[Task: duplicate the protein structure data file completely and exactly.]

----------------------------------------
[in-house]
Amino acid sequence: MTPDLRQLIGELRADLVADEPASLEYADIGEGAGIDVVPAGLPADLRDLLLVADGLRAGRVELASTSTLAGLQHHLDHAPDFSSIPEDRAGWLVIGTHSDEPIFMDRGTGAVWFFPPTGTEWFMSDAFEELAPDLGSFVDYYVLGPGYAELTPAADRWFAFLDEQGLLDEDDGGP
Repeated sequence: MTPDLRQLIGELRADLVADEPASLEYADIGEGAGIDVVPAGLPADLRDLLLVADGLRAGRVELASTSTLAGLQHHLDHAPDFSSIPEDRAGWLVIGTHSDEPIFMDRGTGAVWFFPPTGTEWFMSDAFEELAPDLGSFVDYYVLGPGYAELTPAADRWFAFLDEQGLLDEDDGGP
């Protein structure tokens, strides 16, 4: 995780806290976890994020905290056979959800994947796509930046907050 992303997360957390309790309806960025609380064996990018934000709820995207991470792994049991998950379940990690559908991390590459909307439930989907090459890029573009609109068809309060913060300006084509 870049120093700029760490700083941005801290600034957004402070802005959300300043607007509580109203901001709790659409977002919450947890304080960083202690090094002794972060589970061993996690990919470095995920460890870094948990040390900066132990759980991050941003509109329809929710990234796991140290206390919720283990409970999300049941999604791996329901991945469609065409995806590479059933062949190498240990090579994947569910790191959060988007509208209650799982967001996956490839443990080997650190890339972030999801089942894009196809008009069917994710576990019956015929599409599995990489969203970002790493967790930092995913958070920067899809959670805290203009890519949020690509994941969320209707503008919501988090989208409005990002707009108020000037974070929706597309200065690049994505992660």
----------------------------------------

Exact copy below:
[in-house]
Amino acid sequence: MTPDLRQLIGELRADLVADEPASLEYADIGEGAGIDVVPAGLPADLRDLLLVADGLRAGRVELASTSTLAGLQHHLDHAPDFSSIPEDRAGWLVIGTHSDEPIFMDRGTGAVWFFPPTGTEWFMSDAFEELAPDLGSFVDYYVLGPGYAELTPAADRWFAFLDEQGLLDEDDGGP
Repeated sequence: MTPDLRQLIGELRADLVADEPASLEYADIGEGAGIDVVPAGLPADLRDLLLVADGLRAGRVELASTSTLAGLQHHLDHAPDFSSIPEDRAGWLVIGTHSDEPIFMDRGTGAVWFFPPTGTEWFMSDAFEELAPDLGSFVDYYVLGPGYAELTPAADRWFAFLDEQGLLDEDDGGP
């Protein structure tokens, strides 16, 4: 995780806290976890994020905290056979959800994947796509930046907050 992303997360957390309790309806960025609380064996990018934000709820995207991470792994049991998950379940990690559908991390590459909307439930989907090459890029573009609109068809309060913060300006084509 870049120093700029760490700083941005801290600034957004402070802005959300300043607007509580109203901001709790659409977002919450947890304080960083202690090094002794972060589970061993996690990919470095995920460890870094948990040390900066132990759980991050941003509109329809929710990234796991140290206390919720283990409970999300049941999604791996329901991945469609065409995806590479059933062949190498240990090579994947569910790191959060988007509208209650799982967001996956490839443990080997650190890339972030999801089942894009196809008009069917994710576990019956015929599409599995990489969203970002790493967790930092995913958070920067899809959670805290203009890519949020690509994941969320209707503008919501988090989208409005990002707009108020000037974070929706597309200065690049994505992660």